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Tag Archives: AMD

The Future’s Full Of Holes

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Optochip

If you’re like most of the population, you only upgrade your computer every couple of years, if that. I was recently surprised (and, I’ve got to admit, more than a little pleased) to discover that the computer shop closest to home still sold old-style PS/2 style keyboards. Sure, they were only two bucks a pop, which suggests they’re not exactly a high-demand item. Still, USB supplanted PS/2 as a connection methodology more than a decade ago, and their retail presence does suggest that most of us are getting a lot of wear and tear out of our expensive IT purchases. That’s a good thing, both from a value for money and environmental standpoint.

One of the benefits that you get when upgrading if you’ve held onto your current computer for any decent length of time is the jump in system and processor speeds that will have happened while you were getting a useful service life out of your old PC. It’s not a new idea, but it’s still true today; when buying new IT equipment it pays to buy at the top of the speed curve relative to your budget. You might not need that new speed today, but it’ll ensure that your purchase remains current for quite a bit longer as the applications of tomorrow are still well suited to the speeds your system can maintain. Conversely, buying as cheap as possible will get you yesterday’s technology, and while you may be able to run things today, you may find some of tomorrow’s applications beyond the grunt of a simple system. It’s a fine balancing act — it’s certainly possible to spend too much on a system with components you won’t use as well.

So what’s current and upcoming in the PC world, anyway? On Intel’s schedule for the very near future are its next generation “Ivy Bridge” processors; these feature improved onboard graphics, USB 3.0 support, better power management — and naturally they’re claimed to be faster. AMD’s continuing on its path of “Fusion” processors — systems where the processor has a full DirectX11-compatible graphics processor built in, making them highly competitive with Intel’s processor parts, although in pure market terms Intel’s still the big shark to AMD’s minnow. Looking even further forward into the types of optical chips that high end servers use, IBM’s just revealed a technology it’s calling “Holey Octochips” — and that’s not just a prototype name that somebody drew out of a hat. IBM’s Holey design quite literally takes a chip wafer and blasts forty-eight holes into it so that laser light can pass through it; IBM’s claim is that this gives the eventual chip data processing capabilities of up to one trillion bits per second. Fast, in layman’s terms. You won’t be using a holey octochip on this or even next year’s PCs — it’s still a product pitched for high-end supercomputing, and IBM’s hoping to licence the design out to other companies — but within the next five to ten years, it’s entirely possible we could all be flinging bits around at speeds that are all but unimaginable right now.


AMD’s Fusion of speed and budget processing

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You may not care — or even know — what make of processor you’ve got inside your computer. The chances are reasonably high it’s an Intel part; depending on whose figures you read, somewhere around eighty percent of all processors sold are Intel processors. Still, that leaves twenty percent of the market running something else, and in most cases, that’s a processor from AMD, or Advanced Micro Devices, if you wish to be formal.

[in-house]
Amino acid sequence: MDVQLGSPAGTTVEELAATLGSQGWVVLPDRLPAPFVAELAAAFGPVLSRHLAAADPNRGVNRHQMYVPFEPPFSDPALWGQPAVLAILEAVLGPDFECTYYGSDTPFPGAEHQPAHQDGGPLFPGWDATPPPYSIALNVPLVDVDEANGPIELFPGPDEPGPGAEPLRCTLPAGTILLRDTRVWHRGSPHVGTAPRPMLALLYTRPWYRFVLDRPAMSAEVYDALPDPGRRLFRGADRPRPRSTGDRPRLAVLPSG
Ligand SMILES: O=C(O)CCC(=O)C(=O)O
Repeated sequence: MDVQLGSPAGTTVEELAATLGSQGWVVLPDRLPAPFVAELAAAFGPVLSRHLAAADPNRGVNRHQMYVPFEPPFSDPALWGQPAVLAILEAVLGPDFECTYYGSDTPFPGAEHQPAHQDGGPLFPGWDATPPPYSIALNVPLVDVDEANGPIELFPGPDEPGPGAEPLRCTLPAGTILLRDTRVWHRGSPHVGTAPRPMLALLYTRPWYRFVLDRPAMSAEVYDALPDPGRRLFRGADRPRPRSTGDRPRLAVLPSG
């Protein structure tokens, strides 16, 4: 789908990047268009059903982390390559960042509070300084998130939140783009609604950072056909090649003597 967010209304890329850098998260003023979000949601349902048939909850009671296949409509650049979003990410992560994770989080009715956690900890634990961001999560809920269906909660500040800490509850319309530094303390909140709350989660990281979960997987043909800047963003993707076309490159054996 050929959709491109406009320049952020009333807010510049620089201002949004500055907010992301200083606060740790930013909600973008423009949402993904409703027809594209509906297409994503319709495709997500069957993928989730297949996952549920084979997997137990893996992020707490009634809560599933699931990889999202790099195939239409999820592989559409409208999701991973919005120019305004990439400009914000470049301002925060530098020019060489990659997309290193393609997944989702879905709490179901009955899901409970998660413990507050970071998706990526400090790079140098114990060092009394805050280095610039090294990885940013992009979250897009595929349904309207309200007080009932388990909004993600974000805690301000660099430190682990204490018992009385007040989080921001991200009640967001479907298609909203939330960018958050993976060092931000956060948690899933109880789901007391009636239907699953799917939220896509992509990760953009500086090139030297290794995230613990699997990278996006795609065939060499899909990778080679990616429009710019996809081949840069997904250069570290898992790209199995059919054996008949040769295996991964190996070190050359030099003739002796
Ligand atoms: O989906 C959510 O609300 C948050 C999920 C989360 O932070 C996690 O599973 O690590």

AMD’s latest processor foray couldn’t be more different to the recently announced (and swiftly withdrawn) Intel “Sandy Bridge” processors. Sandy Bridge is (first and foremost) pitching at the high-end, high-specification market with some very nice processors if you’ve got the money. At the time of writing, however, Intel was scrambling to correct a problem with the accompanying chipset to Sandy Bridge, as the chipset (codenamed “Cougar Bridge”) had potential flaws in how it talked to SATA devices (hard disk drives and optical drives such as DVD or Blu-Ray) that could cause problems over time. If you bought one of the first Sandy Bridge PCs or laptops, you may well have issues, but at this stage it’s unclear if every system will have problems. For the moment, though, Sandy Bridge is off the market.

In any case, AMD’s solution to go head to head with high performance Sandy Bridge, is, simply put, not to do so at all. Instead, AMD’s latest “Fusion” processors come with a sparkly new marketing term and an initial pitch to the entry-level, long battery life, thin and light market. AMD refers to the Fusion processors not as CPUs (Central Processing Units) but as APUs (Acccelerated Processing Units), because they combine a CPU and reasonably high end graphics processor on the same chip. Intel does do that type of arrangement, but to date the integrated graphics that Intel’s offered hasn’t been particularly exciting stuff. AMD’s Fusion APUs, put up against the Atom processors that Intel supplies for many Netbooks make for interesting comparison, with AMD claiming eleven times the graphics performance, although things get murkier if you’re comparing some Core i3/i5 notebook systems to Fusion.

There will be a high-end version of Fusion, codenamed “Llano” available later in the year, but for now, the focus is on slim systems, netbook competitors and entry level priced systems. AMD has taken Intel on over the years in the value for money space, and it’s a fight that ultimately benefits us, the consumers, even if you don’t buy a Fusion PC. Competition breeds competitive pricing, and who doesn’t want faster and cheaper computing?


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